Dominican student Ashley Reyes said she appreciated the talk.

She said, “It was great seeing someone talk about the unique experience of Afro-Latinidad, not only because it was educational for those who don’t have that experience, but also because it shows the people who do that we aren’t alone.”

Once the event ended, a select group of students, faculty and other visitors made their way to a private room in the D’Angelo Center. There, they were able to introduce themselves to Arroyo-Pizarro, mingle and have dinner — which featured arroz con guandules (yellow rice with peas), pollo asado (grilled chicken) and mangú (a dish made with plantains).

Francisco Pérez, who came to St. John’s from Puerto Rico, was among the students present.

He said the event as a whole was “insightful.”

“Yolanda’s experience shed light on the history of racism, colonialism and imperialism that has influenced the United States and Puerto Rico’s political relations,” he said. “Another thing that surprised me was her use of the word “citizen” to emphasize the treatment of Puerto Ricans as second class American citizens.”

The Torch had the chance to talk with Arroyo-Pizarro, who thanked Chetty; Robert Rivera, assistant professor of Theology and Religious Studies and Yulia Tikhonova, director of the M. T. Geoffrey Yeh Gallery, for inviting her to speak on Rankine’s book.

“I came to St. John’s because they invited me to talk about Claudia Rankine’s book, which is spectacular and makes you introspect and allows you to perform a radiography as a human being — where do I stand, what are the causes I support and which one’s I should,” she said.

She said her book inspired her to write her piece, which she believes she may make into a stand-alone book.

One of the issues brought up during the lecture was the lack of education in Puerto Rico regarding Afro-Latinidad culture and decent.

She said that she leads an initiative to improve this aspect of the Puerto Rican education with La Cátedra de Afrodescendientes: Mujeres Negras Ancestrales (The Chair of Afro-descendants: Ancestral Black Women).

“We create consciousness through stories — which can be converted into novels, child books, teen books — once we investigate the black women from the past,” she said. “Of course, we’ve also come across important black men, who we also dedicate our time to, but not as much as the women.”

Arroyo-Pizarro made it clear that she believes that it is time for women to be emphasized and represented more than ever, but that this doesn’t mean that men shouldn’t be a part of the movement as well.

She also mentioned that although there are other groups trying to raise awareness about the Afro-Puerto Rican community, that the Department of Education in Puerto Rico has not stepped up.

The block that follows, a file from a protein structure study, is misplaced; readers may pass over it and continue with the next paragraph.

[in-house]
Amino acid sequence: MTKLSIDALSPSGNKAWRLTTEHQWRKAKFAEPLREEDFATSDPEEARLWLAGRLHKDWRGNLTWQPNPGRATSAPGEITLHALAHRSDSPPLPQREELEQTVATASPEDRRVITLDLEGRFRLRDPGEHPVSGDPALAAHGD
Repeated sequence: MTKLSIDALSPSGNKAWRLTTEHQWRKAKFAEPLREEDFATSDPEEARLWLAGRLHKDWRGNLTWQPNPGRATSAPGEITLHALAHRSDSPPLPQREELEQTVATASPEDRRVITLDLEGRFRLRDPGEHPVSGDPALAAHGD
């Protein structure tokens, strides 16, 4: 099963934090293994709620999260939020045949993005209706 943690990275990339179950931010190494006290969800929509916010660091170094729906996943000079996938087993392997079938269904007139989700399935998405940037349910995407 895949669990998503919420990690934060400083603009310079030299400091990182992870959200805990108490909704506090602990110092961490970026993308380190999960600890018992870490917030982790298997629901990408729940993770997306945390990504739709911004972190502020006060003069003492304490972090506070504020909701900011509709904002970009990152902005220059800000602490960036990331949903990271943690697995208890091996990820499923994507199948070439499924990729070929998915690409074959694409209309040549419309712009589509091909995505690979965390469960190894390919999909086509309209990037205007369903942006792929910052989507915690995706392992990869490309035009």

“I implore that the Secretary of Education, Julia Keleher, notice that we are in 2018 and to watch the Department of Education’s priorities, which she’s also disarticulating,” she said. “She needs to observe the priorities that even the United Nations has marked as the decade of Afro-descendancy celebration and to insert herself in that movement … I feel that with her leadership, the cause has slowed down the movement.”

Arroyo-Pizarro hopes to return some day to St. John’s and said that her message to students is the same as the one she received from Rankine’s “Citizen.”

“To look at the world, to investigate and to notice the inequalities that still exists and to take a stance,” she said. “The time to sit and observe as if it was entertainment has passed, we need to take a stance and place ourselves with those who suffer and against the oppressors.”

She added, “We need people who will do more for the other, and the other is Puerto Rican, black, women, gay, Muslim — the other. We have to do more for that other human.”

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About the Contributor
Angelica Acevedo, Editor-in-Chief
Angelica Acevedo is a senior journalism major with a minor in history. She has been involved with the Torch since her freshman year, and served as News Editor, Social Media Manager, Opinion Editor and Managing Editor in the past three years. As Editor-in-Chief, she hopes to continue to publish impactful, interesting and important stories that the St. John’s community needs to know. Angelica also hopes to grow the newspaper’s staff and contributors by creating an outreach position that will serve to reach out to students that are interested in practicing journalism and organizing workshops to keep them involved. Moreover, she wants readers to understand the work that journalists do and will advocate for more media literacy during her last year at St. John’s University. Have any questions? Email Angelica at [email protected]